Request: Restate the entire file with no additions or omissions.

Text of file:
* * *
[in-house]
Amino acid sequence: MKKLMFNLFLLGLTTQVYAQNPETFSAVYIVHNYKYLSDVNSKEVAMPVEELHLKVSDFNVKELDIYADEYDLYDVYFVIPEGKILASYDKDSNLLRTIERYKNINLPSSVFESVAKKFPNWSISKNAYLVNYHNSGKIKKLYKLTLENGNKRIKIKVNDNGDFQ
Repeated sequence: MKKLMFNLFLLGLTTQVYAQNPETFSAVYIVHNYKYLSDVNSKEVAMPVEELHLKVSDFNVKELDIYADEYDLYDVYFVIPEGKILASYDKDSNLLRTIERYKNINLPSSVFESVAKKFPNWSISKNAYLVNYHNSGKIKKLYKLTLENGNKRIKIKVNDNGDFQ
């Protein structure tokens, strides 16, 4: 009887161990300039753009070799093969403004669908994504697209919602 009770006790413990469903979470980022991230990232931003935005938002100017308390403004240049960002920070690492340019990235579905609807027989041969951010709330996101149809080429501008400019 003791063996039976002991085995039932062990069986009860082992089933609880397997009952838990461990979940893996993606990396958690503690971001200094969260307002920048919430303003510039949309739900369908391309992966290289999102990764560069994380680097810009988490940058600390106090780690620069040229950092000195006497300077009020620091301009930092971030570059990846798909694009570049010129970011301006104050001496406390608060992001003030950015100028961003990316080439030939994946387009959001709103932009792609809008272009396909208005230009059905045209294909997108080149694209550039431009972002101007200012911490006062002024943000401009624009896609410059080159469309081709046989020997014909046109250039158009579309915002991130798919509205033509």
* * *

[in-house]
Amino acid sequence: MKKLMFNLFLLGLTTQVYAQNPETFSAVYIVHNYKYLSDVNSKEVAMPVEELHLKVSDFNVKELDIYADEYDLYDVYFVIPEGKILASYDKDSNLLRTIERYKNINLPSSVFESVAKKFPNWSISKNAYLVNYHNSGKIKKLYKLTLENGNKRIKIKVNDNGDFQ
Repeated sequence: MKKLMFNLFLLGLTTQVYAQNPETFSAVYIVHNYKYLSDVNSKEVAMPVEELHLKVSDFNVKELDIYADEYDLYDVYFVIPEGKILASYDKDSNLLRTIERYKNINLPSSVFESVAKKFPNWSISKNAYLVNYHNSGKIKKLYKLTLENGNKRIKIKVNDNGDFQ
């Protein structure tokens, strides 16, 4: 009887161990300039753009070799093969403004669908994504697209919602 009770006790413990469903979470980022991230990232931003935005938002100017308390403004240049960002920070690492340019990235579905609807027989041969951010709330996101149809080429501008400019 003791063996039976002991085995039932062990069986009860082992089933609880397997009952838990461990979940893996993606990396958690503690971001200094969260307002920048919430303003510039949309739900369908391309992966290289999102990764560069994380680097810009988490940058600390106090780690620069040229950092000195006497300077009020620091301009930092971030570059990846798909694009570049010129970011301006104050001496406390608060992001003030950015100028961003990316080439030939994946387009959001709103932009792609809008272009396909208005230009059905045209294909997108080149694209550039431009972002101007200012911490006062002024943000401009624009896609410059080159469309081709046989020997014909046109250039158009579309915002991130798919509205033509």